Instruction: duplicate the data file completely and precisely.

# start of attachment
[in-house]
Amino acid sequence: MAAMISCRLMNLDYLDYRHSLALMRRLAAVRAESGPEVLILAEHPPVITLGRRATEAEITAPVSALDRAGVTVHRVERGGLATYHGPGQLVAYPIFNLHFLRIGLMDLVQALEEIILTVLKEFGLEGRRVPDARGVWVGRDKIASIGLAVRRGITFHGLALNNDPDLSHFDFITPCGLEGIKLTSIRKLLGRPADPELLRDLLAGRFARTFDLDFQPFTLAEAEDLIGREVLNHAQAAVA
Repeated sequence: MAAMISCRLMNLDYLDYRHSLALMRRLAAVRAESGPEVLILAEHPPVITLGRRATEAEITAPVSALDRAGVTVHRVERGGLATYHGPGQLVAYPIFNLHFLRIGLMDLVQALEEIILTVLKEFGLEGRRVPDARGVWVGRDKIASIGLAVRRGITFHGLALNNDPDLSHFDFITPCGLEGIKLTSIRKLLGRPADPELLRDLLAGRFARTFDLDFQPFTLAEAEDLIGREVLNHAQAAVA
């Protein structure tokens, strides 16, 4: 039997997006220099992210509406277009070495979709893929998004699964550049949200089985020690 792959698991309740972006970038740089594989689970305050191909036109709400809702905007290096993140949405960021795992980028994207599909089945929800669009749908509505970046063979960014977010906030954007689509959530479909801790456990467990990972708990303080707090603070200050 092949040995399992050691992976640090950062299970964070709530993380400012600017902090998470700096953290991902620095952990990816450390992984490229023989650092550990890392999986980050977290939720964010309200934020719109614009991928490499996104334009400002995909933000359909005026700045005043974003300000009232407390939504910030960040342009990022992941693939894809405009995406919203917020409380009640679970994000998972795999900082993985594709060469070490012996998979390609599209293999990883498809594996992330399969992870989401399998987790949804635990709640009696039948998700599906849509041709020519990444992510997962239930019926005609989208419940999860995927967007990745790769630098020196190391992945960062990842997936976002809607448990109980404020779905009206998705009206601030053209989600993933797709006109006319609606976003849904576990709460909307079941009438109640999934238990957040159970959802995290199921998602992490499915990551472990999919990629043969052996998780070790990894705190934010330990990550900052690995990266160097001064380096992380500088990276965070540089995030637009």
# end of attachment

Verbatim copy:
[in-house]
Amino acid sequence: MAAMISCRLMNLDYLDYRHSLALMRRLAAVRAESGPEVLILAEHPPVITLGRRATEAEITAPVSALDRAGVTVHRVERGGLATYHGPGQLVAYPIFNLHFLRIGLMDLVQALEEIILTVLKEFGLEGRRVPDARGVWVGRDKIASIGLAVRRGITFHGLALNNDPDLSHFDFITPCGLEGIKLTSIRKLLGRPADPELLRDLLAGRFARTFDLDFQPFTLAEAEDLIGREVLNHAQAAVA
Repeated sequence: MAAMISCRLMNLDYLDYRHSLALMRRLAAVRAESGPEVLILAEHPPVITLGRRATEAEITAPVSALDRAGVTVHRVERGGLATYHGPGQLVAYPIFNLHFLRIGLMDLVQALEEIILTVLKEFGLEGRRVPDARGVWVGRDKIASIGLAVRRGITFHGLALNNDPDLSHFDFITPCGLEGIKLTSIRKLLGRPADPELLRDLLAGRFARTFDLDFQPFTLAEAEDLIGREVLNHAQAAVA
């Protein structure tokens, strides 16, 4: 039997997006220099992210509406277009070495979709893929998004699964550049949200089985020690 792959698991309740972006970038740089594989689970305050191909036109709400809702905007290096993140949405960021795992980028994207599909089945929800669009749908509505970046063979960014977010906030954007689509959530479909801790456990467990990972708990303080707090603070200050 092949040995399992050691992976640090950062299970964070709530993380400012600017902090998470700096953290991902620095952990990816450390992984490229023989650092550990890392999986980050977290939720964010309200934020719109614009991928490499996104334009400002995909933000359909005026700045005043974003300000009232407390939504910030960040342009990022992941693939894809405009995406919203917020409380009640679970994000998972795999900082993985594709060469070490012996998979390609599209293999990883498809594996992330399969992870989401399998987790949804635990709640009696039948998700599906849509041709020519990444992510997962239930019926005609989208419940999860995927967007990745790769630098020196190391992945960062990842997936976002809607448990109980404020779905009206998705009206601030053209989600993933797709006109006319609606976003849904576990709460909307079941009438109640999934238990957040159970959802995290199921998602992490499915990551472990999919990629043969052996998780070790990894705190934010330990990550900052690995990266160097001064380096992380500088990276965070540089995030637009």